When the playoff brackets were filled in late last Friday night, after the conclusion of the eight-game regular season schedule, Garden City High School head football coach Brian Hill had a mix of emotions.

He was still trying to come to grips with his team’s 20-7 loss at home to Great Bend, a game about which he still scratches his head with how the Buffs played.

So when he saw that the Buffs, the No. 6 overall seed of the 16 teams in the Class 6A West division bracket, would host the Junior Blues of Topeka-Washburn Rural, there was a sense of excitement.

That first-round playoff game is set for a 7 p.m. kickoff Friday at Buffalo Stadium. The winner moves on to the Nov. 3 second round and the loser turns in uniforms on Monday. It’s a one-and-done — win and move on — deal.

Hill’s response to seeing Rural as the opening round opponent wasn’t so much that Rural is coming in with a 4-4 record compared to the Buffs’ 6-2 mark, but it was the fact that his team and his staff get to prepare for a team they have not seen.

“There’s no doubt that Rural is a darned good football team, and a pretty darned good 4-4 team,” Hill said earlier this week. “They play in a tough, tough league (Centennial).”

But for Hill the challenge of seeing a new defense, and for his staff to see a new offense, that’s part of the excitement of the second year seeding of the teams in the West after dispatching the antiquated district system.

“I love to see a new team, and what challenges they present,” Hill said. “It’s a bit like chess. You don’t know what moves to make because you don’t really know what your opponent is going to do.”

To put some perspective on the two teams that will battle it out Friday, one has to go back a year to the 2016 playoffs.

Garden City’s perfect season came to a crashing halt in the second round when they were summarily dismissed by Lawrence-Free State, 42-7. The following week, Washburn Rural also was eliminated from the postseason by the Firebirds, but just barely, falling 17-14.

The Junior Blues, as did the Buffaloes, were hit hard by senior graduation, with both losing 20-plus players to graduation.

How those teams have re-tooled for 2017 is part of the journey for both Hill and his counterpart, Steve Buhler.

“Overall, we knew coming in that we were going to be young,” Buhler, in his fifth season (23-23, .500), said in a Tuesday telephone interview. “It’s been a maturation process that we knew would take some time to gain experience, but it’s gone slower than we thought.”

Then, starting quarterback Jordan White broke a leg, and was replaced by Mike Schurig (6-1, 180, Sr.), who is the son of Washburn University head coach Craig Schurig.

All Schurig has done in reserve is throw for 1,208 yards (92 of 169 with four interceptions, nine touchdowns).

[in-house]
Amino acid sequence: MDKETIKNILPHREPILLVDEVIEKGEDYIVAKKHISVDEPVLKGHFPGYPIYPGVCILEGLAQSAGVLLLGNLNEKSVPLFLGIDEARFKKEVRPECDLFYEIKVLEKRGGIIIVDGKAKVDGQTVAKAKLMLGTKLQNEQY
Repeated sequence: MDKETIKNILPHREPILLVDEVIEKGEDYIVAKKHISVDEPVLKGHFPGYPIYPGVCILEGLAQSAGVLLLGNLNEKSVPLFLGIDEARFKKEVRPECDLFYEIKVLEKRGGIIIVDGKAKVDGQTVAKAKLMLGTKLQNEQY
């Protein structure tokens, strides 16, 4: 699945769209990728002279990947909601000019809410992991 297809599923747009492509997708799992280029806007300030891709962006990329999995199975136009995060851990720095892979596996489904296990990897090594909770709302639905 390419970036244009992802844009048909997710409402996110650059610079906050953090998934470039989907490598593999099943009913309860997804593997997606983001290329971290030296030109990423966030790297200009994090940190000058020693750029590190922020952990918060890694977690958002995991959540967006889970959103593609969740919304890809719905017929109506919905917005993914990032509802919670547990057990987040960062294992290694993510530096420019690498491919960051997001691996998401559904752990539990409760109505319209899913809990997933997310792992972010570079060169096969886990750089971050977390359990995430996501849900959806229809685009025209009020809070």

“He’s done a good job for us,” Buhler said of Schurig.

White has since recovered from his broken leg and returned to the Blues’ lineup two weeks ago, and in his second game back last Friday, rushed for 127 yards in a 42-0 romp over Topeka West, with Rural winning the week before over Topeka Seaman, 35-21.

“Things have kind of evened out for us on offense with Jordan returning,” Buhler said. “We’ve had to compete in a league, when you’re young it’s gonna be awfully tough. It’s hard to go toe-to-toe.”

For Garden’s Hill, the chess game will be trying to stop an offense that has been more balanced of late, with Schurig having two outstanding receivers in Preston Williams (6-2, 180, 29 catches, 477 yds, six TDs) and Braeden Breckenridge (5-10, 160, 22 catches, 256 yds, five TDs).

“They’re well-balanced on offense, and on defense they are extremely active and fly around to the football,” Hill said. “By formation, they do more things on offense than anybody we’ve seen, so it becomes imperative that we communicate and identify where they are.”

Buhler knows all too well about the usual travel challenges of teams from eastern Kansas coming to the western edge of the state, but he’s a former assistant at Great Bend, so he knows the route to Garden City.

“We played Dodge City in the first round, so we know about going to play the west schools,” Buhler said. “We want to make it (trip west) comfortable for the kids, but we don’t want to make it an excuse.”

Buhler also knows his team will have a bigger offensive and defensive line to scheme against than in most previous games this season. And that’s been a struggle.

“They’ve got some powerful, big kids, and that’s something that has given us trouble this year,” Buhler said. “They like to mix it up — they can throw, and they’ve got some talented receivers. You’re not preparing for a one-dimensional team.”

For Hill, a big challenge will be to remove the sour taste of a less than full effort in the loss to Great Bend at home last Friday.

“We’re still a good football team, but we’re not a good football team when we don’t have that extra effort from everyone,” Hill said. “I think we’ve got the kids to understand that. We’ll find out on Friday, because it will take that kind of an effort to win the game.”

A win by the Buffs and a victory for Topeka High would send Garden on the road for round two on Nov. 3. Should Topeka High get upset by a 1-7 Wichita South team, Garden would host. The same scenario would play out for the Junior Blues.